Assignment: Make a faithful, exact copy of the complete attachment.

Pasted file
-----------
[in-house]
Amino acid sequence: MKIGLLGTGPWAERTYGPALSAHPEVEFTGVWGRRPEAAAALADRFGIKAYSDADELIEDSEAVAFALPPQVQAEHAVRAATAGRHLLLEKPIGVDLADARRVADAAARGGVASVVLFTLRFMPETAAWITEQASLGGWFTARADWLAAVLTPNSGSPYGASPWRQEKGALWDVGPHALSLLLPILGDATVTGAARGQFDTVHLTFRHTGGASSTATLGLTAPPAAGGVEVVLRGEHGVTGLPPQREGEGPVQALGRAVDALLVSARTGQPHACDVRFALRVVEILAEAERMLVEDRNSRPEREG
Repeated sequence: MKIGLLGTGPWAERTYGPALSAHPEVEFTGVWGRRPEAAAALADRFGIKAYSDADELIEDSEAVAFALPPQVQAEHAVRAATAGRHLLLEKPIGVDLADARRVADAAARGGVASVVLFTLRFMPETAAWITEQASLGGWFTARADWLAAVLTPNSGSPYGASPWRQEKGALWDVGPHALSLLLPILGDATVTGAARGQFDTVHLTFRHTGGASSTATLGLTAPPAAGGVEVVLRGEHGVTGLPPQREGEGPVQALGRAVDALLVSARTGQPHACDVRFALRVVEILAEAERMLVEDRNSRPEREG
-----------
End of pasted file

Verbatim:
[in-house]
Amino acid sequence: MKIGLLGTGPWAERTYGPALSAHPEVEFTGVWGRRPEAAAALADRFGIKAYSDADELIEDSEAVAFALPPQVQAEHAVRAATAGRHLLLEKPIGVDLADARRVADAAARGGVASVVLFTLRFMPETAAWITEQASLGGWFTARADWLAAVLTPNSGSPYGASPWRQEKGALWDVGPHALSLLLPILGDATVTGAARGQFDTVHLTFRHTGGASSTATLGLTAPPAAGGVEVVLRGEHGVTGLPPQREGEGPVQALGRAVDALLVSARTGQPHACDVRFALRVVEILAEAERMLVEDRNSRPEREG
Repeated sequence: MKIGLLGTGPWAERTYGPALSAHPEVEFTGVWGRRPEAAAALADRFGIKAYSDADELIEDSEAVAFALPPQVQAEHAVRAATAGRHLLLEKPIGVDLADARRVADAAARGGVASVVLFTLRFMPETAAWITEQASLGGWFTARADWLAAVLTPNSGSPYGASPWRQEKGALWDVGPHALSLLLPILGDATVTGAARGQFDTVHLTFRHTGGASSTATLGLTAPPAAGGVEVVLRGEHGVTGLPPQREGEGPVQALGRAVDALLVSARTGQPHACDVRFALRVVEILAEAERMLVEDRNSRPEREG